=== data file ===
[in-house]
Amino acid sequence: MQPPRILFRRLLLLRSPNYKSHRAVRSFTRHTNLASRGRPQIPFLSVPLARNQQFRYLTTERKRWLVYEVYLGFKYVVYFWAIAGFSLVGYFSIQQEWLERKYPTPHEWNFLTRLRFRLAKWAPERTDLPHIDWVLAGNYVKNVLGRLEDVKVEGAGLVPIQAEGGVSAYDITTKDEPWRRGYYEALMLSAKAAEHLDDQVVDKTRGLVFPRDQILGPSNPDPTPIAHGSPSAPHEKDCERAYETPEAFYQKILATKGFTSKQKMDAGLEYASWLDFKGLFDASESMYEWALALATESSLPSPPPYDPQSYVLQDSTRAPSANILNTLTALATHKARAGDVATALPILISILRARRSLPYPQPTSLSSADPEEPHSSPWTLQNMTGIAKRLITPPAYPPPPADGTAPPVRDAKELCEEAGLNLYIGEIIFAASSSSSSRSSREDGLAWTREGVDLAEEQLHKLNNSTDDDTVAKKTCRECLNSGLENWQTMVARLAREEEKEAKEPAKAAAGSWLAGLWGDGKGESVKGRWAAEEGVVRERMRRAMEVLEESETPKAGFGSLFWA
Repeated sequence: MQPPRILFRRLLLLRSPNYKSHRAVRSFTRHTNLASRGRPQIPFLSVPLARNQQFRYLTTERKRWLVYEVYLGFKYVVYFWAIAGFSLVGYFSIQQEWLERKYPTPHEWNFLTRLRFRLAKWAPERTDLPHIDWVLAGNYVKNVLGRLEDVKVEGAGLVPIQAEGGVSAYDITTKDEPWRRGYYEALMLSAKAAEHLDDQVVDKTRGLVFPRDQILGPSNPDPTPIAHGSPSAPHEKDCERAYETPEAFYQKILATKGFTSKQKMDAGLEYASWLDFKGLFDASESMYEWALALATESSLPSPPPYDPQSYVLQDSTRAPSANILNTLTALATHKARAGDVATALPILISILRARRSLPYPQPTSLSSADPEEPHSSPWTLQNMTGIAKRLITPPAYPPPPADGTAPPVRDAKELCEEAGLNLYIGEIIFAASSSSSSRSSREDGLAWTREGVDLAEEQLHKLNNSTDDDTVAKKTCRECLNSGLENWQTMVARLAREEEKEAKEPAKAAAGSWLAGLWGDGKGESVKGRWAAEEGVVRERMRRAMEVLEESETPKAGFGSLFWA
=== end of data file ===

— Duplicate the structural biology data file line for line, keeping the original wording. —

[in-house]
Amino acid sequence: MQPPRILFRRLLLLRSPNYKSHRAVRSFTRHTNLASRGRPQIPFLSVPLARNQQFRYLTTERKRWLVYEVYLGFKYVVYFWAIAGFSLVGYFSIQQEWLERKYPTPHEWNFLTRLRFRLAKWAPERTDLPHIDWVLAGNYVKNVLGRLEDVKVEGAGLVPIQAEGGVSAYDITTKDEPWRRGYYEALMLSAKAAEHLDDQVVDKTRGLVFPRDQILGPSNPDPTPIAHGSPSAPHEKDCERAYETPEAFYQKILATKGFTSKQKMDAGLEYASWLDFKGLFDASESMYEWALALATESSLPSPPPYDPQSYVLQDSTRAPSANILNTLTALATHKARAGDVATALPILISILRARRSLPYPQPTSLSSADPEEPHSSPWTLQNMTGIAKRLITPPAYPPPPADGTAPPVRDAKELCEEAGLNLYIGEIIFAASSSSSSRSSREDGLAWTREGVDLAEEQLHKLNNSTDDDTVAKKTCRECLNSGLENWQTMVARLAREEEKEAKEPAKAAAGSWLAGLWGDGKGESVKGRWAAEEGVVRERMRRAMEVLEESETPKAGFGSLFWA
Repeated sequence: MQPPRILFRRLLLLRSPNYKSHRAVRSFTRHTNLASRGRPQIPFLSVPLARNQQFRYLTTERKRWLVYEVYLGFKYVVYFWAIAGFSLVGYFSIQQEWLERKYPTPHEWNFLTRLRFRLAKWAPERTDLPHIDWVLAGNYVKNVLGRLEDVKVEGAGLVPIQAEGGVSAYDITTKDEPWRRGYYEALMLSAKAAEHLDDQVVDKTRGLVFPRDQILGPSNPDPTPIAHGSPSAPHEKDCERAYETPEAFYQKILATKGFTSKQKMDAGLEYASWLDFKGLFDASESMYEWALALATESSLPSPPPYDPQSYVLQDSTRAPSANILNTLTALATHKARAGDVATALPILISILRARRSLPYPQPTSLSSADPEEPHSSPWTLQNMTGIAKRLITPPAYPPPPADGTAPPVRDAKELCEEAGLNLYIGEIIFAASSSSSSRSSREDGLAWTREGVDLAEEQLHKLNNSTDDDTVAKKTCRECLNSGLENWQTMVARLAREEEKEAKEPAKAAAGSWLAGLWGDGKGESVKGRWAAEEGVVRERMRRAMEVLEESETPKAGFGSLFWA